All you need to know about Artificial Sweeteners
Written by Allison Canty
on September 05, 2018
Artificial sweeteners have been the target of a lot of undue criticism lately. Despite being in the grips of the highest obesity and diabetes rates ever seen, we’re still resilient to sugar alternatives – but should we be?
Today, we’re going to discuss what artificial sweeteners are, what they can do for you, and whether or not you should be concerned about their effects. By the end of this article, you’ll know everything you need to make an informed decision on what to put in your body!
Why Avoid Sugar
Before we start, you might want to ask why you should even consider artificial sweeteners – what’s wrong with the alternative, sugar?
There’s nothing inherently bad about sugar, but we eat far too much of it in English-speaking societies. Our foods are filled with added sugars, we over-indulge in sugary treats, and we underestimate just how much effect this has on the body.
When you’re eating too much food, and particularly too much refined carbohydrate, you’re going to put yourself at an increased risk of diabetes. Over-eating brings the risk of obesity, while too much sugar increases diabetes and heart risk by de-sensitising your body to insulin. This is a crucial hormone for health and wellbeing and becoming resistant can be catastrophic for your health.
Type-2 diabetes is one of the most common killers and is unquestionably the result of the lifestyle we lead: too much junk food, not enough exercise. This is the main reason to avoid too much sugar and seek alternative sweeteners: the risk of death and disability it brings!
What are Artificial Sweeteners?
Do you know how artificial sweeteners work – or even what they are?
The reason we’ve experienced a lot of scare-mongering around these compounds is because most people don’t have a clue what they are or how they work. Simply put, they’re sweet-tasting substances that have no, or nearly-no, calorie value. They are either totally or partially indigestible, meaning they produce a much smaller insulin or bodyweight change when consumed.
Despite the idea that “artificial sweeteners” might drum up of lab coats and harmful chemicals, artificial sweeteners are well-regarded as being safe and healthy for most people. We’re going to discuss this more, but the simple fact is that they wouldn’t be on the market if they were as deadly as sensational headlines or blog posts might make you think.
A few examples
You might have heard of a few artificial sweeteners, but to most people they’re still thought of as a mysterious, manufactured product. The reality is that “sugar replacements” is a more accurate description: they’re not all artificial, and they’re not the type of industrial chemical they’ve been painted as.
Stevia is a totally natural, plant-based sweetener. It’s not as sweet as sugar, but the extracted versions you buy are able in a variety of concentrations – they can get pretty sweet! This is a good example of the type of natural sugar replacements on the market.
Monk is an extract of the monk fruit. It’s another example of an all-natural product (even though that doesn’t matter too much), but what you need to focus on is the fact that the compounds in monk are also antioxidants. Not only are they not sugar, they’re actually great for health and extremely sweet if correctly processed.
Erythritol is a sugar alcohol compound. This sounds awful – two of the worst things for your health at once?! Fortunately, it’s not actually either - it’s just a mostly-indigestible fruit extract that is produced on an industrial scale. It passes through your body undigested in most cases, making it equivalent to a sweet fiber.
Allulose is a sugar, but it is incredibly low in energy. This means that it provides far less calories than sugar when compared 1-1, for around 70% sweetness. It’s also one of the most commercially-used sweeteners in the United States, found in many common products. You can think of it as a low-calorie version of sugar.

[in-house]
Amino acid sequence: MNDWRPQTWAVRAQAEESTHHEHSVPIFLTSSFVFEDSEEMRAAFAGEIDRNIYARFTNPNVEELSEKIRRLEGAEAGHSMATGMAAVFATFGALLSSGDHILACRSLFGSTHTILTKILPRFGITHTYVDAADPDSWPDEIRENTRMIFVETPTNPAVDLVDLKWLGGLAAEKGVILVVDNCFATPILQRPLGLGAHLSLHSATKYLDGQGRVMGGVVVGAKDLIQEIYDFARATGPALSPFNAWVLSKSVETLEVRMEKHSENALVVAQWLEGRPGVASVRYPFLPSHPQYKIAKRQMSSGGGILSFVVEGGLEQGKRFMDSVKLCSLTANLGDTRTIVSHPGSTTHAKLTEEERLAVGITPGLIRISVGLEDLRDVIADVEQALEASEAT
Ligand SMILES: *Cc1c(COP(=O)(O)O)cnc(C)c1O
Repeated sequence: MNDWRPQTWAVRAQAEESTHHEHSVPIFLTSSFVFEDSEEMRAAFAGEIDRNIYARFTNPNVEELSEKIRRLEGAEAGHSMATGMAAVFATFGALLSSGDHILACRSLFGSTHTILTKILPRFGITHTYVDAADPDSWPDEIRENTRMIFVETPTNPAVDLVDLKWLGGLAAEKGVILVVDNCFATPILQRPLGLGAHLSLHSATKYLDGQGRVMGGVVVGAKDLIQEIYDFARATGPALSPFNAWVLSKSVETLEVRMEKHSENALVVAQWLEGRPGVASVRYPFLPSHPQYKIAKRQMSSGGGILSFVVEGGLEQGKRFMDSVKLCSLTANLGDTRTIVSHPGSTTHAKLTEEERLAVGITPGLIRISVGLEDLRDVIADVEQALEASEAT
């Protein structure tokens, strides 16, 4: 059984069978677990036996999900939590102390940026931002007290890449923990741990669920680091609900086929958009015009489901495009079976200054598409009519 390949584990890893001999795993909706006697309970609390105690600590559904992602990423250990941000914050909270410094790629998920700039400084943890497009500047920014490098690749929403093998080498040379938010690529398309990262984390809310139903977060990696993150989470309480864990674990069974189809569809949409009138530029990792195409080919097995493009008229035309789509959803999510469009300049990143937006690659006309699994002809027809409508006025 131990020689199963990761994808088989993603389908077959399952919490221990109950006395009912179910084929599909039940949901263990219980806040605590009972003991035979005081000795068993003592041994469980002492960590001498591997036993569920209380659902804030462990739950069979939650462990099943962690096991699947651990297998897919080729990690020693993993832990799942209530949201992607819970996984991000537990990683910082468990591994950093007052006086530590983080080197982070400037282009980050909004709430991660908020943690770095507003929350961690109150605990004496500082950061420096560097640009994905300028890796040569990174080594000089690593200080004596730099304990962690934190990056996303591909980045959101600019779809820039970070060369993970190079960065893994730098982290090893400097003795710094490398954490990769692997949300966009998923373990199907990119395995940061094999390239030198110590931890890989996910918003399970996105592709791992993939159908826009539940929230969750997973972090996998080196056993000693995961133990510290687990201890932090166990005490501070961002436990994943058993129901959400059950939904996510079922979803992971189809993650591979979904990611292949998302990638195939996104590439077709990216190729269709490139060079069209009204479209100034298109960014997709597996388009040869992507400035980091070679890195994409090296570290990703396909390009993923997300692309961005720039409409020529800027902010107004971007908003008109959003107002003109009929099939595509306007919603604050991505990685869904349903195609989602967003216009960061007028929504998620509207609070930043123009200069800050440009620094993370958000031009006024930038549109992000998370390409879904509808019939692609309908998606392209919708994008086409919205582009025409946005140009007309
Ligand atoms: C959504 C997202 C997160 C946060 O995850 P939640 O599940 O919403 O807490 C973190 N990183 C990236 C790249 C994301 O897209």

There are many other examples on the market, but these 4 are some of the most common for commercial and personal use. They’re also a few great examples of how “artificial sweeteners” are just extracts from fruits and other plants. Allulose is the only exception, and even then, it is generally recognised as safe by the FDA.
This is a seal of approval from the FDA itself – a government agency tasked with the simple responsibility of determining if things are safe to eat. This “GRAS” status is only given out after scientific testing and extensive review of the evidence, so it does provide assurance that you’re not at any real risk.
P.S. - SuperFat uses Erythritol and Stevia as sweeteners.
Sweeteners and Blood Sugar
The short answer? No – not if your diet is well-moderated.
Sweeteners do produce a response in your body in terms of hormones, but this isn’t the whole picture.
To start with, the insulin response your body shows in response to artificial sweeteners is nowhere near the amount produced in response to high-carbohydrate foods like white bread or sugary junk foods. The best example might be the humble soda, however: a can of coke would provide 35-40g of sugar (depending on the country you buy it in), while a zero has 0g.
The difference between these is huge and will make an equally huge difference to your health if you consume even one per day as part of a high-carbohydrate, calorie-surplus diet. This is an easy, painless change that can make a big difference to anyone worried about their health or blood sugar.
The second thing you need to consider is that our body is well-conditioned to associate sweetness with sugar. This is a concern for the way that you diet if you’re consuming too much diet soda (something we’ll discuss later), but for most people it simply means that you will respond to sweet tastes on a hormonal level – you’ve just conditioned your body to respond this way.
Busting Myths on Artificial Sweeteners
With the scaremongering surrounding artificial sweeteners, there have come a lot of big claims and myths that need clearing up. They’re the most common questions we get asked about how these substances work, and they deal with some of the big fears and concerns you might have.